"I found out the crime don't matter. You can do one thing or you can do another, kill a man or take a tire off his car, because sooner or later you're going to forget what it was you done and just be punished for it" (687).
The above quotes come from "A Good Man in Hard to Find" by Flannery O'Connor, which is also the title of one of O'Connor's collections of short stories. Like most short stories that I read, it's hard to say what this one is about. On the surface, it's about a family (mom, dad, three kids, and "the grandmother") going on a vacation to Florida. However, there's much less about their vacation than there is about their family dynamic, the shortage of good men in the world, and the nature of punishment. For the first 95% of the story, the narrative follows the grandmother the most closely, though without quite getting into her head. This is a lady who has things to say and by God, she's going to say them, no matter how little her family wants to listen. Her family is a source of much disgust for me, as they are a bunch of ungrateful little snots with horrific car-riding habits (they pass a baby around while driving and there's not a seatbelt to be seen). Though you can see why the family doesn't want to hear from Grandma, it's even more obvious why she feels the need to say everything she does: there is an obvious breakdown in the traditional family structure: the children wield more power than anybody and the matriarch commands the least respect. The narrative is satisfying stark and straightforward, doing away with superfluous description to get to the heart of the matter.
From here on out, there are going to be some spoilers, so I recommend you go read the thing and then come back for the discussion. Unless you're lazy and don't care about being spoiled, in which case, read on.
The story held few surprises for me. From the moment that the car flipped over, or maybe even from when the cat escaped his basket, I knew that the Misfit would show up. With such a simple, straightforward style, it's unlikely that O'Connor would include even the slightest mention of such a character without that mention either being there to further the story or having him actually appear. The Misfit does both. His decision to murder the family, including the grandmother, came as no surprise either. This seems obvious, as he was initially introduced as a murderer, but there are moments when it seems like he will spare the family, like the grandmother will talk him out of killing them or at least herself. Just the fact of his murdering every character we've gotten to know up until now seems unlikely, but the knowledge of it settled over me even before the Misfit's henchmen lead Bailey and John Wesley into the woods.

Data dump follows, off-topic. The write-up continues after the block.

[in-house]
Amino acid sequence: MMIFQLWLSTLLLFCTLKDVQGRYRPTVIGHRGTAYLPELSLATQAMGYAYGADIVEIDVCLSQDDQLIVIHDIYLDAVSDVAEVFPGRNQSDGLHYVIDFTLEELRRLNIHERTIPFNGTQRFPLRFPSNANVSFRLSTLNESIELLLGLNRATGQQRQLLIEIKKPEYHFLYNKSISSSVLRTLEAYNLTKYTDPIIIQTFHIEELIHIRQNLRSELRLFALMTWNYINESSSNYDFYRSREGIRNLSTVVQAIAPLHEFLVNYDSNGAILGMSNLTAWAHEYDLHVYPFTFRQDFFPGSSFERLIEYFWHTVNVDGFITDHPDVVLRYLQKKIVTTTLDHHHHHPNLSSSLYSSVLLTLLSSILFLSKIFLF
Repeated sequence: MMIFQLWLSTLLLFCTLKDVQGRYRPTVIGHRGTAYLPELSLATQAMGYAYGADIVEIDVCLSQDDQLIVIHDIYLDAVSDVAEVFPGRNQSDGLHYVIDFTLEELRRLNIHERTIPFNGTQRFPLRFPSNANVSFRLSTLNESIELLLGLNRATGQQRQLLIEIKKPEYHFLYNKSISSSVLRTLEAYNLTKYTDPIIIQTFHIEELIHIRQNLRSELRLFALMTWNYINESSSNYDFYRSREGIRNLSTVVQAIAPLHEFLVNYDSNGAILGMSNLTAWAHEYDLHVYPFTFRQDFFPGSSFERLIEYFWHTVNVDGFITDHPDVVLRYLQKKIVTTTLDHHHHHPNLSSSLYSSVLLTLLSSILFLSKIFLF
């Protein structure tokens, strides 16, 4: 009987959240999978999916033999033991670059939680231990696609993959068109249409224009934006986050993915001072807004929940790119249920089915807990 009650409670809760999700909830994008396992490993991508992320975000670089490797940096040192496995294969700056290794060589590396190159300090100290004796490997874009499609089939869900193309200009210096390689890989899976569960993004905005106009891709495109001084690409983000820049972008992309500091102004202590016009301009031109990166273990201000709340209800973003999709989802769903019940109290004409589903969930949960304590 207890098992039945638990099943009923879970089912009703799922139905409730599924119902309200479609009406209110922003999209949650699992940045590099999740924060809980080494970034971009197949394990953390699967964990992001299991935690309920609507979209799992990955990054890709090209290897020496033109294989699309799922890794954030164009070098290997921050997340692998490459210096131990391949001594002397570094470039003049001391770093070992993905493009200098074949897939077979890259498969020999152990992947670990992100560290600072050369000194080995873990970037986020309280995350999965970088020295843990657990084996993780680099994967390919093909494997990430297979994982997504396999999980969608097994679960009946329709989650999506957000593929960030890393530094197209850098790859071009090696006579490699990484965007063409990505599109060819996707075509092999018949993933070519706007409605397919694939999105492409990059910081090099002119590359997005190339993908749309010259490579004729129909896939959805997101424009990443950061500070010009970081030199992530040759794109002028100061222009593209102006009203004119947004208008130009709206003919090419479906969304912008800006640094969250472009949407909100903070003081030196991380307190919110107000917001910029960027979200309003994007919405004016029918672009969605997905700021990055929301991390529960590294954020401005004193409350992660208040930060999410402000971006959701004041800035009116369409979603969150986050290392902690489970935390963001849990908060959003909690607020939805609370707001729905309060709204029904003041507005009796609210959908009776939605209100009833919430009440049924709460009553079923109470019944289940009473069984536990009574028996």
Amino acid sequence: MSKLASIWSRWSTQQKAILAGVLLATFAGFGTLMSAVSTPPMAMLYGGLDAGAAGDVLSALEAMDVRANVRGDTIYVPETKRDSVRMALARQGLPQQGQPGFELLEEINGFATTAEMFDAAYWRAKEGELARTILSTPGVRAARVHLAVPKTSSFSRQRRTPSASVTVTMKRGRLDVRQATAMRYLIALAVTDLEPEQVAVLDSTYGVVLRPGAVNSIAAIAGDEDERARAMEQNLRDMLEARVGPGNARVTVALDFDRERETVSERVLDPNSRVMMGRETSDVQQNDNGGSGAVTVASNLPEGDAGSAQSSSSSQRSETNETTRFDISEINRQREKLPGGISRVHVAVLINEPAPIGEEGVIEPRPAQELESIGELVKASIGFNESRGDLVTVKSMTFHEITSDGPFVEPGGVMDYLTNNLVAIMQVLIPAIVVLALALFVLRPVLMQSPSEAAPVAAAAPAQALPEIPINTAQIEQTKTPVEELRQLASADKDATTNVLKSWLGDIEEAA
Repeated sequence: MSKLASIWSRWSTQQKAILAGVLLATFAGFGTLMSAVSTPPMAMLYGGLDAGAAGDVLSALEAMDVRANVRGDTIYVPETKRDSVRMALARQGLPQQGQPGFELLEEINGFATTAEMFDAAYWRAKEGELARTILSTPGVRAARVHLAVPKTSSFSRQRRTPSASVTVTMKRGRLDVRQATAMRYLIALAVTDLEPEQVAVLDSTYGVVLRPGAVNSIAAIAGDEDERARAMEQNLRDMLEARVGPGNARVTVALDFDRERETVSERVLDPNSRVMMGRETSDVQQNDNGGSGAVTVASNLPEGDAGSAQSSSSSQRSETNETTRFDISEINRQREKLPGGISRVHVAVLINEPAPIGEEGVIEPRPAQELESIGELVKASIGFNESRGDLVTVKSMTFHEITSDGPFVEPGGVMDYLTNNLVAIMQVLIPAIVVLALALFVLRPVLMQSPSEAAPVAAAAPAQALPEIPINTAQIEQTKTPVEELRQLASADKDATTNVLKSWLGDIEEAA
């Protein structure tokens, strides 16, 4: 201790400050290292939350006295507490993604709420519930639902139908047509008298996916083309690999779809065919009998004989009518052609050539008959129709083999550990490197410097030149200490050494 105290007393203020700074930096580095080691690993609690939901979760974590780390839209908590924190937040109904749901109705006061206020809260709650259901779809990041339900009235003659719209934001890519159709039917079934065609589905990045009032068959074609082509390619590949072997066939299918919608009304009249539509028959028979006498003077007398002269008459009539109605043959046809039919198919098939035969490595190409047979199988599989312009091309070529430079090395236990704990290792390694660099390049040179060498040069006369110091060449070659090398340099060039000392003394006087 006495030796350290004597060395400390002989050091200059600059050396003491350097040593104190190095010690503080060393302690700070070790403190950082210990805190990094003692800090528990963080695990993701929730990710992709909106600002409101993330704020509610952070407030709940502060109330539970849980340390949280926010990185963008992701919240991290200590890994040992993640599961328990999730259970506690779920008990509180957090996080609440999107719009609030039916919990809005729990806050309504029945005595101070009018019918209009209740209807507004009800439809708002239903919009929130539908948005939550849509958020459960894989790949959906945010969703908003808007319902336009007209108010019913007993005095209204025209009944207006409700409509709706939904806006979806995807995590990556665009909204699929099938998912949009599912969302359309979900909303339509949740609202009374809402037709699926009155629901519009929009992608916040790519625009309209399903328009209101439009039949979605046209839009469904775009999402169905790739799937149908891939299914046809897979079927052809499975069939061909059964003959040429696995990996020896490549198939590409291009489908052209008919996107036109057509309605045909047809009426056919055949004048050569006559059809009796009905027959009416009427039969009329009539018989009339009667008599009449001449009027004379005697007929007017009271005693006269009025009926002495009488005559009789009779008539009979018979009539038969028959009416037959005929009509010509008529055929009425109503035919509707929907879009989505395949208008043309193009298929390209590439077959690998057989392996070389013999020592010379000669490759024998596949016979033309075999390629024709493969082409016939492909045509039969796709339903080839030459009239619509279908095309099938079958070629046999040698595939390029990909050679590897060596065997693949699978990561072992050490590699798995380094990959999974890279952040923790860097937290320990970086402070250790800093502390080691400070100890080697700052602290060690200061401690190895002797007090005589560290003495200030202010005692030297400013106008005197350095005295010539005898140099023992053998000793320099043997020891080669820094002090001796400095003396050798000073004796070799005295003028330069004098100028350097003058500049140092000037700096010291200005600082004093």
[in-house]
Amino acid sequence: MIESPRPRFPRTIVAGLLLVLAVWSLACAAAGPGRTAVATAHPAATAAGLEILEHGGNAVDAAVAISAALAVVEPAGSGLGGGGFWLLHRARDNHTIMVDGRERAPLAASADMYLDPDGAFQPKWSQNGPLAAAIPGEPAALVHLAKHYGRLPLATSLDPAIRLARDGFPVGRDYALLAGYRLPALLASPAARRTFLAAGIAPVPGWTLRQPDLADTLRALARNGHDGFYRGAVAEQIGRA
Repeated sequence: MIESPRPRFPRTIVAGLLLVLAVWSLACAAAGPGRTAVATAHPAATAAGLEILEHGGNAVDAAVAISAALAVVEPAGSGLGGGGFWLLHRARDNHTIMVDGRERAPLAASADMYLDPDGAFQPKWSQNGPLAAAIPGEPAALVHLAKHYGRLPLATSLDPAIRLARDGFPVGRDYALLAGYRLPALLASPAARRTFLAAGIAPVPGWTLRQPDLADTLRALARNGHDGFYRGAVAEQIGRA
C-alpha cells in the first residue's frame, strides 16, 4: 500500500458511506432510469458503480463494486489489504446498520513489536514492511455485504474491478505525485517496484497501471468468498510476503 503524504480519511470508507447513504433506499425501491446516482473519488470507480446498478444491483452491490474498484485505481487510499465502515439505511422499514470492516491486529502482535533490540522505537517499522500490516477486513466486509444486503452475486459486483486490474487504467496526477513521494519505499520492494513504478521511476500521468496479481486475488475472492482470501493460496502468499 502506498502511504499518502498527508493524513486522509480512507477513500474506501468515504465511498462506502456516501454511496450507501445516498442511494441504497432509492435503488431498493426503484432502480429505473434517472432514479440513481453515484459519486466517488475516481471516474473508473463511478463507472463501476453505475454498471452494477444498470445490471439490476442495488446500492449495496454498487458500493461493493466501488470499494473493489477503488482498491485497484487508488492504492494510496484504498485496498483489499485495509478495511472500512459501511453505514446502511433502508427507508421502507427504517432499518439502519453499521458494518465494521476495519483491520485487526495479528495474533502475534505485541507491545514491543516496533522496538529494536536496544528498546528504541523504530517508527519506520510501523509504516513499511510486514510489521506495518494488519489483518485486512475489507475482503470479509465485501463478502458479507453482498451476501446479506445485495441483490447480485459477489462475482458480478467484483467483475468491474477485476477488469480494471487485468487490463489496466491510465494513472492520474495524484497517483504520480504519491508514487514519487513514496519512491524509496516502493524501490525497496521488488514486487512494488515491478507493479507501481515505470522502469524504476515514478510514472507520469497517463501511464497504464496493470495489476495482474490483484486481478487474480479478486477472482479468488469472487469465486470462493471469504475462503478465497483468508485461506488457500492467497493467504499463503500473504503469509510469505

The more I reread the Misfit's words, the more I recognize the underlying religious rhetoric. This is also unsurprising, as O'Connor herself was devoutly Roman Catholic. It doesn't stare you in the face though, and could probably be overlooked (as I initially overlooked it), despite the brief mention of Jesus raising the dead and the capital H's peppering his speech. It can get a little lost in the way the Misfit speaks: never seeming to respond directly to what is said and seemingly wandering with his words. However, I find an implication that behavior should be directly correlated to punishment, and it's the Misfit lack of concrete knowledge of God's existence that allows him to behave as he does:
"If He did what He said, then it's nothing for you to do but throw away everything and follow Him, and if He didn't, then it's nothing for you to do but enjoy the few minutes you got left the best way you can - by killing somebody or burning down his house or doing some other meanness to him" (688).The punishment (God's rather than man's) informs the behavior, and it is only a constant knowledge and fear of God that lets there be any good people in the world at all. Perhaps then (and this is taking it a little beyond the text, though still what I think O'Connor is saying, not myself) it's because there is no God or we have forgotten God that good men are so hard to find.
I might be turning this into a bit more of a religious lesson than was intended or than I generally like, but it doesn't really bother me and seems to grow out of O'Connor's own words. What do you think? I'd love to hear your thoughts on this story. I have yet to decide if I really like it, but it's been following me around since I read it.
*I read the story in and drew the page number for the quotes from The Art of the Short Story, edited by Dana Gioia. You can read it here.